We want to sing like our ancestors: The story of Djinama Yilaga

An intergenerational Yuin choir is helping to revitalise and renew the Dhurga language – an act that would have seen them thrown in jail only a generation before. 

Walbunga/Ngarigo artist Cheryl Davison remembers being an eight-year-old girl, watching a group of Northern Territory Aboriginal dancers perform at the local Warrawong shopping centre. She and her cousins from the NSW South Coast looked on in awe: ‘I don’t know who they was, but there was a big mob of them, all singing and dancing and talking in language.’

She recalls going home and telling her father and aunty about these Blackfullas she’d seen dancing and speaking in a strange language.

My dad told me that I too was Blackfulla and that our people used to talk like that. I said, “Why didn’t you teach us?” I felt a bit upset that we hadn’t learned our language.

Many decades later Cheryl leads Djinama Yilaga, a renowned choir made up of South Coast Yuin people, helping to revitalise her ancestors’ language, Dhurga, through song.

Before colonisation of their land, Yuin people were multilingual, speaking and understanding languages of neighbouring and visiting groups. Dhurga was the mother tongue of the Walbunga people of the Broulee region and the Brindja Yuin people of Moruya. It was spoken and understood by many within the 13 tribes of the Yuin Nation.

The arrival of Europeans into the South Coast region of NSW changed everything and speaking Dhurga language became a punishable offense for Yuin.

Decades after hearing those NT dancers speaking language, Cheryl discovered that her grandmother and greatgrandmother were both fluent Dhurga speakers but used to usher the kids out of the room when they spoke.

‘The police turned up at Nan’s doorstep and said, “You teach them kids anymore that language and we’re going to chuck you in jail,”’ said Cheryl.

So, there’s always been that hurt and feeling very robbed, you know of something so beautiful that we missed out on as a community.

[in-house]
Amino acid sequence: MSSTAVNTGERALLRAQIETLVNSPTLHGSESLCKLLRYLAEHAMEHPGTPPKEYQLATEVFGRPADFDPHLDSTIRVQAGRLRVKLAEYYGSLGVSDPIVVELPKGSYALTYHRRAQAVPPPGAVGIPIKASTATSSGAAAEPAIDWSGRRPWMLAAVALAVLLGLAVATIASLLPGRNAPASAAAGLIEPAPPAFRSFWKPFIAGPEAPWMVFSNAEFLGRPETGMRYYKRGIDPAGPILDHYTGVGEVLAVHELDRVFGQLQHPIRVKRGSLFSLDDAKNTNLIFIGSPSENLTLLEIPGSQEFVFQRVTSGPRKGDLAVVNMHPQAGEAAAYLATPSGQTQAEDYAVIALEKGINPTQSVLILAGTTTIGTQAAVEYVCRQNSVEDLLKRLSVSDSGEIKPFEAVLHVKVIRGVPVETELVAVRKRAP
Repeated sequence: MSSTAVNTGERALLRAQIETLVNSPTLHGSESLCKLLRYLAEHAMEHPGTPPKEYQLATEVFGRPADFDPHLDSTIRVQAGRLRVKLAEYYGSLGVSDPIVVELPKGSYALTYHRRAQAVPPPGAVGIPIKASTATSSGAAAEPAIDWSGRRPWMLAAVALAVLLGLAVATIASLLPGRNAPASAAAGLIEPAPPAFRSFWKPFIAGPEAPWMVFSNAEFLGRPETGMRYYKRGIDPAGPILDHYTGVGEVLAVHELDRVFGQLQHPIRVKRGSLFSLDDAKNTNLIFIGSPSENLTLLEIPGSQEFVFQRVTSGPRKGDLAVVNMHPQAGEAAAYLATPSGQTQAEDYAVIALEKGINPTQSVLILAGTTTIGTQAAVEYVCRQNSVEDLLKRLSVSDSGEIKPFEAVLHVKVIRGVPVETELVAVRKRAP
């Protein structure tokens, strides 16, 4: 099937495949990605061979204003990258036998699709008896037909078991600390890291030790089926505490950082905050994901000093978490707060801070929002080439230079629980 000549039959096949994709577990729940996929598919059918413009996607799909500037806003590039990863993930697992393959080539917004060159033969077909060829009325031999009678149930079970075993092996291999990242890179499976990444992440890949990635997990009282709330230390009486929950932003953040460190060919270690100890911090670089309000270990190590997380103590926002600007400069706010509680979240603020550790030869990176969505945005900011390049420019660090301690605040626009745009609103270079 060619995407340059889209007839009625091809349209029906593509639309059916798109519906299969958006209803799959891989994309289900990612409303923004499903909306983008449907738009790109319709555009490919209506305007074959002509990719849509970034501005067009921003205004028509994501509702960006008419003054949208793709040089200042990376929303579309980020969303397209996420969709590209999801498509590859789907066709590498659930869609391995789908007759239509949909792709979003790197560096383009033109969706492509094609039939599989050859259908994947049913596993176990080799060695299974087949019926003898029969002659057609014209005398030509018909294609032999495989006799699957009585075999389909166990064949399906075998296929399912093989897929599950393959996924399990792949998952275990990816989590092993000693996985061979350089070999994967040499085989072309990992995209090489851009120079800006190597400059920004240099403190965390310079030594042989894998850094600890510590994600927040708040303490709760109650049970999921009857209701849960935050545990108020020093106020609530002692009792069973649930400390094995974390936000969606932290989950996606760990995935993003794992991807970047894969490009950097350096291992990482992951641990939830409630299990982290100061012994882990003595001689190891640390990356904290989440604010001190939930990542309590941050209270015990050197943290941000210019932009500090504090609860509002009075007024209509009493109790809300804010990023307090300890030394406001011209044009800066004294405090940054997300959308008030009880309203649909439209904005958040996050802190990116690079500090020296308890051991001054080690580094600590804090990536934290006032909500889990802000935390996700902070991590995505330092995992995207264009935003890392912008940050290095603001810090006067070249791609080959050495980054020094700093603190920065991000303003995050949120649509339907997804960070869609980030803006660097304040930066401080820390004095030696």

The Djinama Yilaga choir started in 2018 when Cheryl was working at Four Winds Festival, an annual music and culture event set in the bush near Bermagui on the South Coast.

Cheryl, with no history or background in music, organised for Lou Bennet from the iconic band Tiddas to deliver a unique workshop for the community, which led to the idea of forming a choir.

‘Because I thought forming a choir would be easy!’, she said. ‘But it wasn’t easy.’

Cheryl singing in the Dhurga language with Djinama Yilaga Choir at the 2023 Four Winds Music Festival in Barragga Bay NSW, on Yuin Country. Photo: David Rogers
Cheryl singing in the Dhurga language with Djinama Yilaga Choir at the 2023 Four Winds Music Festival in Barragga Bay NSW, on Yuin Country. Photo: David Rogers

It was difficult to keep the women engaged in choir practice and they would often drop out. Cheryl explains that in the beginning the choir only sang songs that everyone knew. ‘We were just singing songs, hymns that we knew, and songs that we liked. It was hard because a lot of the women in our community are embarrassed and shy and many left after just a short time.’

I just had to think outside of the box; what’s something that would bring community in?

Then one day during rehearsals the women started singing Christine Anu’s and Tiddas’ songs in language. The women sang these songs in languages that they did not understand and that did not belong to them. Cheryl had an idea!

‘I thought if we can do that, if we can sing those words and memorise that language, surely we can learn our own,’ she remembers. ‘So that’s where it all started. Let’s have a crack at our own language.’

From that moment on opportunities started opening up for the choir. It was singing in their own language that was the catalyst for people to become more enthusiastic.